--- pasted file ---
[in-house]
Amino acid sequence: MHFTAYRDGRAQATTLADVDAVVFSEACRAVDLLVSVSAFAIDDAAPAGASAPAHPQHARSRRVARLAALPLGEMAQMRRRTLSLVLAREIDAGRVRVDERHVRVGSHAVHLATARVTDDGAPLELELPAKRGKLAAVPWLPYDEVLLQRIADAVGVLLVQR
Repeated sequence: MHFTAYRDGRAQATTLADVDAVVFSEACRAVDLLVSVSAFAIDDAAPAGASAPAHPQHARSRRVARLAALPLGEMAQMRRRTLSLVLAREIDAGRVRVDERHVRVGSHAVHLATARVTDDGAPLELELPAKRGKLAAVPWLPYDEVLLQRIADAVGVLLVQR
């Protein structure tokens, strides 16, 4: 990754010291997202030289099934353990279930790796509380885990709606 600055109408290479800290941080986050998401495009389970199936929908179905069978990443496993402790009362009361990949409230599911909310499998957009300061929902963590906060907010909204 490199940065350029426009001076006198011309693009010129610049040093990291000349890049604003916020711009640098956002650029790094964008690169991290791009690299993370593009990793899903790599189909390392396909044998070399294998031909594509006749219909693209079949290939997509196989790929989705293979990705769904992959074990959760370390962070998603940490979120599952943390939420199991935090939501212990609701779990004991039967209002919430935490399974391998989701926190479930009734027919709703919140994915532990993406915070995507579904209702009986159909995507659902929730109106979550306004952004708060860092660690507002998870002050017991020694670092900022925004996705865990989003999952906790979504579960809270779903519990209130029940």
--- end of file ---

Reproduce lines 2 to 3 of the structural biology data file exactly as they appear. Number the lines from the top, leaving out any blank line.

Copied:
Amino acid sequence: MHFTAYRDGRAQATTLADVDAVVFSEACRAVDLLVSVSAFAIDDAAPAGASAPAHPQHARSRRVARLAALPLGEMAQMRRRTLSLVLAREIDAGRVRVDERHVRVGSHAVHLATARVTDDGAPLELELPAKRGKLAAVPWLPYDEVLLQRIADAVGVLLVQR
Repeated sequence: MHFTAYRDGRAQATTLADVDAVVFSEACRAVDLLVSVSAFAIDDAAPAGASAPAHPQHARSRRVARLAALPLGEMAQMRRRTLSLVLAREIDAGRVRVDERHVRVGSHAVHLATARVTDDGAPLELELPAKRGKLAAVPWLPYDEVLLQRIADAVGVLLVQR